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Flanking Sequence and Copy-Number Analysis of Transformation Events by Integrating Next-Generation Sequencing Technology with Southern Blot Hybridization
Plant Breeding and Biotechnology 2017;5:269-281
Published online December 1, 2017
© 2017 Korean Society of Breeding Science.

Yang Qin, Hee-Jong Woo, Kong-Sik Shin, Myung-Ho Lim, Hyun-Suk Cho, and Seong-Kon Lee*

National Institute of Agricultural Science, Rural Development Administration, Jeonju 54874, Korea
Correspondence to: Seong-Kon Lee, goryeong@korea.kr, Tel: +82-63-238-4708, Fax: +82-63-238-4704
Received September 4, 2017; Revised October 19, 2017; Accepted October 23, 2017.
This is an Open-Access article distributed under the terms of the Creative Commons Attribution Non-Commercial License (http://creativecommons.org/licenses/by-nc/4.0) which permits unrestricted non-commercial use, distribution, and reproduction in any medium, provided the original work is properly cited.
Abstract

With the continual development of genetically modified (GM) crops, it has become necessary to develop detailed and effective molecular characterization methods to select candidate events from a large pool of transformation events. Relative to traditional molecular analysis methods such as the polymerase chain reaction (PCR) and Southern blot hybridization, next generation sequencing (NGS) technology for whole-genome sequencing of complex crop genomes had proven comparatively useful for in-depth molecular characterization. In this study, four transformation events, including one in Bacillus thuringiensis (Bt)-resistant rice, one in resveratrol-producing rice, and two in beta-carotene-enhanced soybeans, were selected for molecular characterization. To merge NGS analysis and Southern blot-hybridization results, we confirmed the transgene insertion sites, insertion construction, and insertion numbers of these four transformation events. In addition, the read-coverage depth assessed by NGS analysis for inserted genes might provide consistent results in terms of inserted T-DNA numbers in case of complex insertion structures and highly duplicated donor genomes; however, PCR-based methods can produce incorrect conclusions. Our combined method provides an effective and complete analytical approach for whole-genome visual inspection of transformation events that require biosafety assessment.

Keywords : T-DNA, flanking sequence, copy number, NGS, Southern blot hybridization, Read coverage
INTRODUCTION

The increasing world population and degradation of ecological environments have created higher demands for crop production and food supplies. From the first commercialized genetically modified (GM) Flavr Savr tomato released in 1994, increasingly more GM crops have been developed and released (Redenbaugh et al. 1992), and 2 billion cumulative hectares of biotech crops have been successfully cultivated globally for foods, feeds, and other industrial supplies during past two decades (James 2015). Desirable transgenic lines possess excellent agronomic performance and transgene expression. Subsequent molecular characterization of the transgene integration site, transgene structure, and transgene copy number determine whether a transgenic line can be considered for biosafety assessment (OECD 2010).

Traditional molecular methods for identifying T-DNA insertion sites and insertion numbers generally involve the polymerase chain reaction (PCR) and Southern blot hybridization. Inverse PCR (Ochman et al. 1988), thermal-asymmetric interlaced PCR (TAIL-PCR; Liu et al. 1995) and adapter-ligated PCR (O’Malley and Ecker 2010) are commonly used for detecting T-DNA flanking sequences. However, using these approaches, it is often difficult to obtain accurate information regarding the T-DNA integration site when confronted with T-DNA complex-inserted structures and clustering or duplication of the insertion-site sequence. In addition, Southern blot hybridization is a universally accepted technique to determine T-DNA copy numbers for transgenic events. To obtain regulatory approval of a candidate commercial transgenic event, biosafety assessment documentation based on Southern blot hybridization is necessary for each transgenic element (Codex Alimentarius Commission 2003; OECD 2010). Southern blot hybridization is not only very time-consuming and labor-intensive, but is also not sensitive enough to detect the occurrence of small sequence insertions or deletions (Yang et al. 2013).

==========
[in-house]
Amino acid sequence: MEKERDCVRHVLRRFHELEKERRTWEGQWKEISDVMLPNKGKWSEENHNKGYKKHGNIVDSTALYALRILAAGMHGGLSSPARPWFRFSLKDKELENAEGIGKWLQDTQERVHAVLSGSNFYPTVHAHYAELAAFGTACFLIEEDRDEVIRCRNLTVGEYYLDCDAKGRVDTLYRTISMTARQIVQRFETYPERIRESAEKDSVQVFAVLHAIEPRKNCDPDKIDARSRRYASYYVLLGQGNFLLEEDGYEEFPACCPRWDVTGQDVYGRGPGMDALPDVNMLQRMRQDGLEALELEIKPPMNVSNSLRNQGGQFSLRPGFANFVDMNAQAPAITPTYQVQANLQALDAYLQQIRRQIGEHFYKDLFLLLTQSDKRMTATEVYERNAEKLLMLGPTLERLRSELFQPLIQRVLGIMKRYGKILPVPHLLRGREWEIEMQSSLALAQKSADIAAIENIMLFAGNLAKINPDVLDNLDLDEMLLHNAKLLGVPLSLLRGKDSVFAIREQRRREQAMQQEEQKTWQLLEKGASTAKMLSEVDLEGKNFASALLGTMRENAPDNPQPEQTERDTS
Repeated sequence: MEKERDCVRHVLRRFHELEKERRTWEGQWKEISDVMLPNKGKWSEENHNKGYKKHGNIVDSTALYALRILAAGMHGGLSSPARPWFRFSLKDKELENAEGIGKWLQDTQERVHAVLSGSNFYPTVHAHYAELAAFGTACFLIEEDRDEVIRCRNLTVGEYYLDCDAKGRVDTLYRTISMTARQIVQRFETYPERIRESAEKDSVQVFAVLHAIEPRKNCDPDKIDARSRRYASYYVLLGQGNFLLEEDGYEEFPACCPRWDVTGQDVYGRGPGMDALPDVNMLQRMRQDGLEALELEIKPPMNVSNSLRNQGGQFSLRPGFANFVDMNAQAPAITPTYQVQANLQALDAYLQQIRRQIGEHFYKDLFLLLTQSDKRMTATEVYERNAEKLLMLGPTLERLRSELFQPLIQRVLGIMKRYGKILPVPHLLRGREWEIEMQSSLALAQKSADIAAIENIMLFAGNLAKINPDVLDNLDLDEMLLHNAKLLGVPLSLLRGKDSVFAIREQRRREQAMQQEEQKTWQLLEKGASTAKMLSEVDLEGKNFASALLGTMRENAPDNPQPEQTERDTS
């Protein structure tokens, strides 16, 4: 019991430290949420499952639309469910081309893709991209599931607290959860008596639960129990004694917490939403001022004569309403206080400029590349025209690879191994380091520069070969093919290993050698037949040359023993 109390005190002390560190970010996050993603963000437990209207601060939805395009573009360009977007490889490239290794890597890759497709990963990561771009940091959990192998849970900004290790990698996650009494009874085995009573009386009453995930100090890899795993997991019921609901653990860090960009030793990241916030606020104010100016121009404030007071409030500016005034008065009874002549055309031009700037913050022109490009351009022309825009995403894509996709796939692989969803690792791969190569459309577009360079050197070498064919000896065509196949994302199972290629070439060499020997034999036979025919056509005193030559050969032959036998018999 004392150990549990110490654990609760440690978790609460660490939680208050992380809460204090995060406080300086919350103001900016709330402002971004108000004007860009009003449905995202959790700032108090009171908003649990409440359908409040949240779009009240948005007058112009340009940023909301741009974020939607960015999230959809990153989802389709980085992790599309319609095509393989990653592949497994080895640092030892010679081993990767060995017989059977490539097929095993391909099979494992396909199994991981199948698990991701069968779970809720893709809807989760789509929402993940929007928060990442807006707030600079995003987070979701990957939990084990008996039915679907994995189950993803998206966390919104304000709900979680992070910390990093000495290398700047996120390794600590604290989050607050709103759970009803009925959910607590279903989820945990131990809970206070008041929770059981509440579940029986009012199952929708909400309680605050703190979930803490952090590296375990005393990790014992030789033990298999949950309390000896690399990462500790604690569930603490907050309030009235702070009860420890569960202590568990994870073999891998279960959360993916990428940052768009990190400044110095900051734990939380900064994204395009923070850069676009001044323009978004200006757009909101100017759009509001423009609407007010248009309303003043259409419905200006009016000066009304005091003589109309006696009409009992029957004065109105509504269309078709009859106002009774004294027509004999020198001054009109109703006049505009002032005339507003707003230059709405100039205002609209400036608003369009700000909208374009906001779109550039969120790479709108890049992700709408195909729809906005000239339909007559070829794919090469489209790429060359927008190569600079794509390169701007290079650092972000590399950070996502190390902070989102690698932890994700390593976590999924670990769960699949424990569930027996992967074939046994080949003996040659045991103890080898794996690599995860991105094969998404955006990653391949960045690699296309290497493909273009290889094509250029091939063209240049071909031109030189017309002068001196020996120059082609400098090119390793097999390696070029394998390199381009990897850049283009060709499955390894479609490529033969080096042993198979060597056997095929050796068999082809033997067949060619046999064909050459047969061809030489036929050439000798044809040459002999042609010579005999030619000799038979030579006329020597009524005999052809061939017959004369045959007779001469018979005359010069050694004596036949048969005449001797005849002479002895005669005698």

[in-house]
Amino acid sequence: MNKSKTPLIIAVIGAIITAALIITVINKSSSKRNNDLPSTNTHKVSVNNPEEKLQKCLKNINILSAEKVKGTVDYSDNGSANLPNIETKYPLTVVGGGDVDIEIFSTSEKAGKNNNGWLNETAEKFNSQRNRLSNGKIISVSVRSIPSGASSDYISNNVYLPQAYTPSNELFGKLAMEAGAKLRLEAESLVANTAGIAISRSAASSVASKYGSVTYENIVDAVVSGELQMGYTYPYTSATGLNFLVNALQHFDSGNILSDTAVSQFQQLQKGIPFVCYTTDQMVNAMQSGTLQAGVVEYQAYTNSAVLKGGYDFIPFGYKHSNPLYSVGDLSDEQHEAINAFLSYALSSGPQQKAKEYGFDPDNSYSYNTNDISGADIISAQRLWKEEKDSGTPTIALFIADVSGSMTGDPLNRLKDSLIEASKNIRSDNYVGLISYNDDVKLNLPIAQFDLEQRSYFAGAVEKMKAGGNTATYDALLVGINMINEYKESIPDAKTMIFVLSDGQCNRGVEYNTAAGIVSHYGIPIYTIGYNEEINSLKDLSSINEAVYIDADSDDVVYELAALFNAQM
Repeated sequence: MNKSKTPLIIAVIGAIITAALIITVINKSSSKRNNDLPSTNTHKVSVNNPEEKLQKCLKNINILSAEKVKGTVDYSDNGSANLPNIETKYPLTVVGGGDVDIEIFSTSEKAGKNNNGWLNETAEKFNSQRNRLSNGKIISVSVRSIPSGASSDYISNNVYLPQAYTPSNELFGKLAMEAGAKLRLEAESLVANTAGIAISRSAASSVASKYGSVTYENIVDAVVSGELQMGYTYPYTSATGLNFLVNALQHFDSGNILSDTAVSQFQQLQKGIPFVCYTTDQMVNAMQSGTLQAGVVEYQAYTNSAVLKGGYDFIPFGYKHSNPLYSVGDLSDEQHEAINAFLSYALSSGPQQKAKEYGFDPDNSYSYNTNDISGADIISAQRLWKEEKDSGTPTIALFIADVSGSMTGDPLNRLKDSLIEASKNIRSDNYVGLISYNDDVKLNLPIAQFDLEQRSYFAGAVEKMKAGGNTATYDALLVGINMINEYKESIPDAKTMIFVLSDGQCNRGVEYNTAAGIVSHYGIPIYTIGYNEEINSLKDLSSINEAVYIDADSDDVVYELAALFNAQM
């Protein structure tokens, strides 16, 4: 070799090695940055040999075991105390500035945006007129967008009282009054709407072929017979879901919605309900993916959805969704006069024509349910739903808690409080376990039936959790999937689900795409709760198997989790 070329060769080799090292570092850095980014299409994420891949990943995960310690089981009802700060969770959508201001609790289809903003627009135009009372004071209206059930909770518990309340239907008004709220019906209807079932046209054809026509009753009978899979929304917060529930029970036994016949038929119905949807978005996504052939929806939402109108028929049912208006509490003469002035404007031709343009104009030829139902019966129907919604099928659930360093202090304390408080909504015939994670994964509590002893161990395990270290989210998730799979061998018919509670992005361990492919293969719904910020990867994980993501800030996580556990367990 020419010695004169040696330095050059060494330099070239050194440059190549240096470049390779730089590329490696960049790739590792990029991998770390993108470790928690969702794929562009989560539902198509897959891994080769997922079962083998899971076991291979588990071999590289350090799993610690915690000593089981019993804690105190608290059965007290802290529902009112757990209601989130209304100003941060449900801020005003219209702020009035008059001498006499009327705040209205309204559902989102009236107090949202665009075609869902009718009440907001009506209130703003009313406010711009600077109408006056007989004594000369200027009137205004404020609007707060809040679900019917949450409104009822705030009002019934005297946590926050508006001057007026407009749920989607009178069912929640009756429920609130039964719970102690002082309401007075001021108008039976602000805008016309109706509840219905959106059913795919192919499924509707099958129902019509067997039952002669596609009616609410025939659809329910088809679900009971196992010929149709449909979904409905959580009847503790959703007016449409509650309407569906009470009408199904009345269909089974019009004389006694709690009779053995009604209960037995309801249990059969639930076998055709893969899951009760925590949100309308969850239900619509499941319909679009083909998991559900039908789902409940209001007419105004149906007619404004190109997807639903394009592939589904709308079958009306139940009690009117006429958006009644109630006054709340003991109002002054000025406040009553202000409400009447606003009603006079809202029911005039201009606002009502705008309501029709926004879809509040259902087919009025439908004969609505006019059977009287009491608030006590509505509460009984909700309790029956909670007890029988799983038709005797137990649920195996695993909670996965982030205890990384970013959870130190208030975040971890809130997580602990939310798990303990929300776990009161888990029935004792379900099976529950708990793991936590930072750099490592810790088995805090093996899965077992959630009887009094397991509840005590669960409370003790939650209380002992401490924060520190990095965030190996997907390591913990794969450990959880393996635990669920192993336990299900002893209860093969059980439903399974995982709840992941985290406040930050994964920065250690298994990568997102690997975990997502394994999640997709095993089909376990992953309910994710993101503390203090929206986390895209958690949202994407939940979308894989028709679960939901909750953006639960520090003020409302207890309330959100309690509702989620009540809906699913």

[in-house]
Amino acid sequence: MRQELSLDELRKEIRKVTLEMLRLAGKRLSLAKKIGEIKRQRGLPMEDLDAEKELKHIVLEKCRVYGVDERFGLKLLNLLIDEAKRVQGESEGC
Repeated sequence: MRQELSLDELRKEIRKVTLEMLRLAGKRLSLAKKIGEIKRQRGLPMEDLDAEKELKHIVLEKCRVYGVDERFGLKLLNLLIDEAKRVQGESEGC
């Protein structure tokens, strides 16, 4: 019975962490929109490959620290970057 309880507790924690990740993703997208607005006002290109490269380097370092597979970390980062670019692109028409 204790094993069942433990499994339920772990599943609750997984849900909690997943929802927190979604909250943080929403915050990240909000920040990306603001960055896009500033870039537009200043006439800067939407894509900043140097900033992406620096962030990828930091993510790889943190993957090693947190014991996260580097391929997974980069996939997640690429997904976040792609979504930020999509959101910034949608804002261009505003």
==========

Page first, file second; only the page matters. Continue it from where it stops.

The advent of next-generation sequencing (NGS) technologies opened a new era of genomics and molecular biology. In recent years, NGS-based molecular characterizations have been widely applied for studying many transgenic events (Daniela et al. 2013; Lepage et al. 2013; Park et al. 2015; Guo et al. 2016). In comparison with PCR, Sanger sequencing and Southern blot hybridization, NGS has been proven effective for detecting incomplete and multiple integration events (Zhang et al. 2012). Kovalic et al. (2012) successfully achieved full molecular characterization of a GM soybean by combining NGS and bioinformatics instead of employing a Southern blot-based method. An improved technology of targeted capture sequencing coupled with NGS was explored and shown to be a robust event-sorting tool (Zastrow-Hayes et al. 2015). In this study, NGS technology was applied for characterizing T-DNA insertion sites and copy numbers for four transgenic events in rice and soybean plants, having one, two, or multiple copies of inserted T-DNA. By combined NGS and Southern blot analysis of events involving complex T-DNA insertion structures and different donor species, we could effectively determine T-DNA integration sites and structures, and predict T-DNA numbers. We believe that these findings indicate that the combined method may be useful for the molecular characterization of events requiring biosafety assessment.